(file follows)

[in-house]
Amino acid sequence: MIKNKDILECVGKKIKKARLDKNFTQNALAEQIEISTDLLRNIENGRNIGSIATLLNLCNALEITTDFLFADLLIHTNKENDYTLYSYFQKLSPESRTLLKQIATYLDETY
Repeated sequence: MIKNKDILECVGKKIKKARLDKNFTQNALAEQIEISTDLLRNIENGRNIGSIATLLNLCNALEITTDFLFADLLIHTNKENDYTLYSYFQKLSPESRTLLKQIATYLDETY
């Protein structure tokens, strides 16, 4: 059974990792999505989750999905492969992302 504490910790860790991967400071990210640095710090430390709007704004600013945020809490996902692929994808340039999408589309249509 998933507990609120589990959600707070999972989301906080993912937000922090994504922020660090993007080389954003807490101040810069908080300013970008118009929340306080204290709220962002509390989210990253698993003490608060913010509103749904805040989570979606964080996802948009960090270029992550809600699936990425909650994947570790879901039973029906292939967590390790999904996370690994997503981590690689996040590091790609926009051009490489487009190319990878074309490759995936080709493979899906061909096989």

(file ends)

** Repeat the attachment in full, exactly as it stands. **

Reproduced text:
[in-house]
Amino acid sequence: MIKNKDILECVGKKIKKARLDKNFTQNALAEQIEISTDLLRNIENGRNIGSIATLLNLCNALEITTDFLFADLLIHTNKENDYTLYSYFQKLSPESRTLLKQIATYLDETY
Repeated sequence: MIKNKDILECVGKKIKKARLDKNFTQNALAEQIEISTDLLRNIENGRNIGSIATLLNLCNALEITTDFLFADLLIHTNKENDYTLYSYFQKLSPESRTLLKQIATYLDETY
């Protein structure tokens, strides 16, 4: 059974990792999505989750999905492969992302 504490910790860790991967400071990210640095710090430390709007704004600013945020809490996902692929994808340039999408589309249509 998933507990609120589990959600707070999972989301906080993912937000922090994504922020660090993007080389954003807490101040810069908080300013970008118009929340306080204290709220962002509390989210990253698993003490608060913010509103749904805040989570979606964080996802948009960090270029992550809600699936990425909650994947570790879901039973029906292939967590390790999904996370690994997503981590690689996040590091790609926009051009490489487009190319990878074309490759995936080709493979899906061909096989």